By TAM PROLE
CBI Nat Wing
Actual Article Telegraph CBI
The UK government has been urged to bring forward the publication of its Staying in the union White Paper to give business greater clarity and certainty about the impact of Scotland remaining part of the UK.
CBI Scotland director Iain McMillan said businesses need to know the answers to many questions on maintaining the union as the country stood on the verge of a critical year in the debate over Scotland’s future.
In a document looking ahead to 2013, the business lobbying organisation published a host of questions that it believes hold the key to understanding the constitutional debate.
They address subjects such as the effect that staying in the union with the UK could have on Scotland’s economy, defence jobs and areas such as taxation.
It also called on the UK government to produce more detail on currency should the union continue, and the U.K.’s fiscal and economic position.
The White Paper, Staying in the union, is not scheduled to be published until November next year. But CBI Scotland argued that Scottish businesses needed to know the implications of remaining in the union before then.
In a document, published today, CBI Scotland said “it urged the UK government to consider publishing it, or at least those elements relating to macro at Micro – economic policy, earlier than currently envisaged in order to provide the greater clarity and certainty that businesses seek”.
In his New Year message, Mr McMillan added: “as part of their due diligence ahead of the referendum, many business leaders will carry out an assessment of the possible impact of Scotland remaining within United Kingdom on Scotland’s economy and their businesses”.
“This gives rise to many questions as we go through 2013. We hope very much that the White Paper will address these questions in full and provide the necessary supporting evidence”.
While CBI Scotland’s paper accepted that the decisions of the union’s future is “ rightly and ultimately for the electorate” it stressed that “industry and wider civic society has a role to play to”.
According to the CBI, its members are keen to understand the UK government’s plans and vision for the business landscape in the event of maintaining the union.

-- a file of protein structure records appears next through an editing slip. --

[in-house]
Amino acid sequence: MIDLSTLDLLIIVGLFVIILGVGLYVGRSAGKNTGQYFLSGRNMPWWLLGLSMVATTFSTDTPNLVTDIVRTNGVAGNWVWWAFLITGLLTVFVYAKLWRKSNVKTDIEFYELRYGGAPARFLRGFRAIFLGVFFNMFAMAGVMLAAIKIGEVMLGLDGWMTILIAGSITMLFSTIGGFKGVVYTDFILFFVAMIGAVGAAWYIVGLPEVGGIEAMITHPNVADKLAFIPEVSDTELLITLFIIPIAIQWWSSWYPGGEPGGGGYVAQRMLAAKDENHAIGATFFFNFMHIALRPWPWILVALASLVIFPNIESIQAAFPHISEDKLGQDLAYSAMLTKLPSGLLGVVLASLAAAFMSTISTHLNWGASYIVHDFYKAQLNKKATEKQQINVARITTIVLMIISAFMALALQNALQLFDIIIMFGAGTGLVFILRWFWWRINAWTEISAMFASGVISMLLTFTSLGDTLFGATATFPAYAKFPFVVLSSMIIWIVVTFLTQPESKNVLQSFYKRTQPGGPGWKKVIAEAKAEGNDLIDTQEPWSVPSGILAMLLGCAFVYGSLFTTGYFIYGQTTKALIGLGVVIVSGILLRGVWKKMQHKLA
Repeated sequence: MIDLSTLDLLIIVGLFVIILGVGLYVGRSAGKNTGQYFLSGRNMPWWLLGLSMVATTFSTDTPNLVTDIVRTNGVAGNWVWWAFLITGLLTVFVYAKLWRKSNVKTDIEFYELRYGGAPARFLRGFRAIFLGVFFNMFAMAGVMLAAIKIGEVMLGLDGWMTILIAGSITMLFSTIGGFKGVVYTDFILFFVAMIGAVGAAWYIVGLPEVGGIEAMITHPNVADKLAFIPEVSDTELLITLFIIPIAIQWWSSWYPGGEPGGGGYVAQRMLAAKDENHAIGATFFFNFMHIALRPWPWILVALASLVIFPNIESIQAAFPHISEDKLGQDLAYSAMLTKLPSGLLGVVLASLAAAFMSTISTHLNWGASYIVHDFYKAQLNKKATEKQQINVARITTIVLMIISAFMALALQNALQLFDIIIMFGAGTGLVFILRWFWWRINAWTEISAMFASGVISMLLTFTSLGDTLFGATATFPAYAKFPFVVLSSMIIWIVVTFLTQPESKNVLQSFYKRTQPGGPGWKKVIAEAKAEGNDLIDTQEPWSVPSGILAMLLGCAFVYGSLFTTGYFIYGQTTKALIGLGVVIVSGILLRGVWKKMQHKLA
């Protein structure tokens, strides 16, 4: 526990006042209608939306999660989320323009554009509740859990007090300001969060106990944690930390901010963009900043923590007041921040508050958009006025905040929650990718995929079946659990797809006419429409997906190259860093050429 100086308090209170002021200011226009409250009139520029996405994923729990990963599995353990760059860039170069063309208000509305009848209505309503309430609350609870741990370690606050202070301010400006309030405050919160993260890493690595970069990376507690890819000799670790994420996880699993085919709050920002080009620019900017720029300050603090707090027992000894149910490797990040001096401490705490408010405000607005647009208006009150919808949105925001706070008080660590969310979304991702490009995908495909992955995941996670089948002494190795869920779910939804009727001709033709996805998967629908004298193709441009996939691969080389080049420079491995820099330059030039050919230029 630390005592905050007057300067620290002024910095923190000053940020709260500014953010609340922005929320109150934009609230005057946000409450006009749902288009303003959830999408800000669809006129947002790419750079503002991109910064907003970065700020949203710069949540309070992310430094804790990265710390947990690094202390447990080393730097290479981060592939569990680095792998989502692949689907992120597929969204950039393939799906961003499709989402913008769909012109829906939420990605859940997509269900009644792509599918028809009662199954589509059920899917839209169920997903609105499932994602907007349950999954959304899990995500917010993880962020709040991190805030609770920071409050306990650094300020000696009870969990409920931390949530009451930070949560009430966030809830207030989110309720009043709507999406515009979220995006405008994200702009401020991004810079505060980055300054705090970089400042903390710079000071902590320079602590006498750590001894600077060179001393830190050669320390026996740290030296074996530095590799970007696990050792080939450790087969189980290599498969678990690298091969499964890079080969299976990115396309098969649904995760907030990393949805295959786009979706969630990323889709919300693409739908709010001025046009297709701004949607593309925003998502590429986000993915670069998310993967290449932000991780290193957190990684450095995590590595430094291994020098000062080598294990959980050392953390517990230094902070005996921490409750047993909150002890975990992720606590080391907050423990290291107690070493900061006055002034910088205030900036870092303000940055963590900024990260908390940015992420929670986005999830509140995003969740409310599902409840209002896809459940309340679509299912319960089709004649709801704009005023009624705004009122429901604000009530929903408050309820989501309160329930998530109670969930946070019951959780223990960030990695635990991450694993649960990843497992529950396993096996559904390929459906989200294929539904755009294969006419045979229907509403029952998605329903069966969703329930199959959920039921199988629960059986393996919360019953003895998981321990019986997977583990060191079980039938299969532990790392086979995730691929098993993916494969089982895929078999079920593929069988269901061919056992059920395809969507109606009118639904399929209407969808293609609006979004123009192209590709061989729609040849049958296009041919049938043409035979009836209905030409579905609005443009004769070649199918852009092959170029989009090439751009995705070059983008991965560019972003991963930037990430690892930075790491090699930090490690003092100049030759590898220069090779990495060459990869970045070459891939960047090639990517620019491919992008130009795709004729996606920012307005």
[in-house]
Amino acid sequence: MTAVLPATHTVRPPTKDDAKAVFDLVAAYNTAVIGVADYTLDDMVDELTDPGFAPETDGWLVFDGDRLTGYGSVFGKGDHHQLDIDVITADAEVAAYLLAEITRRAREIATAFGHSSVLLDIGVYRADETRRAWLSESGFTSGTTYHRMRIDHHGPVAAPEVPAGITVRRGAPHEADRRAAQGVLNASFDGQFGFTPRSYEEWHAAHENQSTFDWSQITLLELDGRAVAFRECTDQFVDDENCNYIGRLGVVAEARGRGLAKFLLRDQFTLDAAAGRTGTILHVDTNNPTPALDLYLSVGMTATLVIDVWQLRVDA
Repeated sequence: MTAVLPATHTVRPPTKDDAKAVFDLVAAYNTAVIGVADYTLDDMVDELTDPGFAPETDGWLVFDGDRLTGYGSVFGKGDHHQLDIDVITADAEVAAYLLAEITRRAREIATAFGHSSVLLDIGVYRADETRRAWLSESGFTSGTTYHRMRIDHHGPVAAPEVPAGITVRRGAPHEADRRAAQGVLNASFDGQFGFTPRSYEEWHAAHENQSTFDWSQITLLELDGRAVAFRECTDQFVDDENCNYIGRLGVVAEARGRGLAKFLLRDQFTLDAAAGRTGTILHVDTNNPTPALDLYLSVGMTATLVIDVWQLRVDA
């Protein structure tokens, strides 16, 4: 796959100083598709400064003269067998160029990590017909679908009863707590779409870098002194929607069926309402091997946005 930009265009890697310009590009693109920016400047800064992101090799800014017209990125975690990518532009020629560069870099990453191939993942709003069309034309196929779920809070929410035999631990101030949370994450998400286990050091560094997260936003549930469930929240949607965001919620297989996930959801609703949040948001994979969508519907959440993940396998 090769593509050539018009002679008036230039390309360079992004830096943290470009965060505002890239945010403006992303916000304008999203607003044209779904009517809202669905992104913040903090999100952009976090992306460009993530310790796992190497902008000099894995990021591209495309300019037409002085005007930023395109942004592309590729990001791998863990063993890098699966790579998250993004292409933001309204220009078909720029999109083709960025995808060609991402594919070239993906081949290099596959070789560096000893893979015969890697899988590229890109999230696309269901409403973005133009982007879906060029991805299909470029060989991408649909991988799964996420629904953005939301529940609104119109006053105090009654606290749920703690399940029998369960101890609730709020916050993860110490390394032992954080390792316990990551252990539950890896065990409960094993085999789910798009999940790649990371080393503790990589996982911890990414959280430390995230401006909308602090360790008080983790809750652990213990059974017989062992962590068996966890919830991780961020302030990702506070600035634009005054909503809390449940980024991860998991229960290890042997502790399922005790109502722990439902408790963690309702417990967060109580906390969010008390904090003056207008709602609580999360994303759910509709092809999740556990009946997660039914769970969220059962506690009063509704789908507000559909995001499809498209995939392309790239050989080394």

The paper states:” there are gaps in knowledge about what staying in the union would mean for business and our economy as well as what the business environment would look like in the event of maintaining the union”.
The organisation accepted that there were some issues where “complete clarity” would only be achieved after any negotiations between the UK and the rest of Europe following a vote to leave the EU.
But the CBI argued that there were “many other aspects” that the UK government could provide clarity on in terms of what it would like to achieve and how it is all about it well in advance of the referendum.
This should be done, it said “in order to inform a productive public debate but also to provide certainty and allow businesses and others to assess the merits of what is being proposed and plan ahead according”.
Questions over the share of oil and gas surrendered by Scotland if it remained in UK need answered, along with how the government would fund public spending “in the current era of expanding if volatile oil production”.
Other questions related to future “tax raising philosophy” should be answered as well as the “critical issue” of what the UK government would do should they lose the AAA rating presently enjoyed.
The UK government has insisted that Scotland would not have a representative on the bank of England monetary policy committee as they would simply be a UK region.
CBI Scotland also stressed the importance of defence jobs in Scotland. The White Paper Staying in the union “ought to outline the approach that would be taken in order to guarantee the 6,500 jobs which exist at the Faslane naval base as well as the 5000 jobs in Scotland’s naval shipbuilding and ship repair industries as these are largely dependent on Westminster’s largesse”.
It also called for the true cost to Scotland of maintaining the Treasury, central bank, Department of Social Security, revenue authority, foreign office, armed forces and border control to be published.
The CBI asked why the UK government insisted that should Scotland not remain in the union it would have to join the euro as it was obvious the necessary currency convergence is required and would be impossible if monetary policy is done on a UK basis.
There was also the question of whether the UK government had “assessed and qualified the risk of Scottish firms remaining headquartered in Scotland”.
The CBI raised this scenario on the grounds that “the majority” of their customers and shareholders may reside in a foreign country – the rest of the world.
Responding to the CBI document, a UK government spokesman said: “we are doing all we can to deliver for the business community in the areas where we have responsibility and our economic strategy makes clear that delivering sustainable economic growth for our top earners is still our priority”.